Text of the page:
3. Ah, corsets! Too bad I didn’t have this post when I made my first corset a year ago! I cannot agree more about the mock-up. I always always make one. And it’s very true about sewing a straight line…the pattern is the hardest part of a corset, the sewing actually isn’t bad.

    Another tip is to find/make a pattern that works for you, and SAVE it. When I need to modify a corset pattern, I’ll copy my “original” pattern and modify a new one. I’ll never forget making a great Ariel corset, throwing the pattern away, then having to start from scratch again to make Elsa!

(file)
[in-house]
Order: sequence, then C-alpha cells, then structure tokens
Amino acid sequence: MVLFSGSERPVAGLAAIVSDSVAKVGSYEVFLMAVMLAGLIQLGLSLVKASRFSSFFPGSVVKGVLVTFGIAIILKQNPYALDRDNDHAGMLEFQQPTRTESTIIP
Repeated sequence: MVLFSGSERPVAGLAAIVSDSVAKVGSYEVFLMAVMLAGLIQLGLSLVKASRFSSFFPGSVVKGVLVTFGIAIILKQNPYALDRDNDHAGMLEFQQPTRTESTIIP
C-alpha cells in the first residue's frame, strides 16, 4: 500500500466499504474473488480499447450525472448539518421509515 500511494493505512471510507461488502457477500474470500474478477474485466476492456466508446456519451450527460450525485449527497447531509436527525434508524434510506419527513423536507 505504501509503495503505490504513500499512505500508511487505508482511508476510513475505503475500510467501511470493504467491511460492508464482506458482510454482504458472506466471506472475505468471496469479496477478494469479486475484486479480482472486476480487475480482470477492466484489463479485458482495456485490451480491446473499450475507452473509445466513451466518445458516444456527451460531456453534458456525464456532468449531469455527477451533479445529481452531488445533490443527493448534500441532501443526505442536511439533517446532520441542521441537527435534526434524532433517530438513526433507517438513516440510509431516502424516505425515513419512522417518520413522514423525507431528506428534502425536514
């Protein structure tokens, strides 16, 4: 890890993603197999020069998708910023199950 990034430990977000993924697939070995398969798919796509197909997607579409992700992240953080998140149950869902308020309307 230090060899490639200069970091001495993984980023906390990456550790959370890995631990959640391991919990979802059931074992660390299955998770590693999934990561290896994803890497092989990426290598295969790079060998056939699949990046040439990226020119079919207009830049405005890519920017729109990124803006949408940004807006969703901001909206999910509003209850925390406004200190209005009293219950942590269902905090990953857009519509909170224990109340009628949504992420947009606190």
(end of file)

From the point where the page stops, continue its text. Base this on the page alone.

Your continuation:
4. It’s not traditional, of course, but I like to make my corsets out of material with slight stretch, including the strength layer, if it’s separate. I like to line them with power net (I get that at http://www.tutu.com). This allows better breathing while still giving tons of smoothing support. I have a ballet background, and went into costuming because I wanted more flattering costumes to perform in and by now I’m completely spoiled; I don’t want a costume that’s not all-in-one supportive comfort! The trick is to be picky about the amount of stretch. Too much, and it won’t act much like a corset, too little and you might as well have just cut it on the bias. 2-way (not 4-way) taffettas, satins, or suitings are all good. I also love my serger, because 2-way and no stretch fabrics fray like mad when you’re cutting all those curves. Once I’ve finished my mock-up and cut my pieces in their final shapes, I serge each piece individually before I sew. I find it as critical as pressing my pattern pieces before layout; it just makes everything so much easier taking the time for this one precise step. I tried zip ties for bones once, but they bent pretty easily on me, so I stitch rigilene directly into straight seams and insert spiral steel in curves.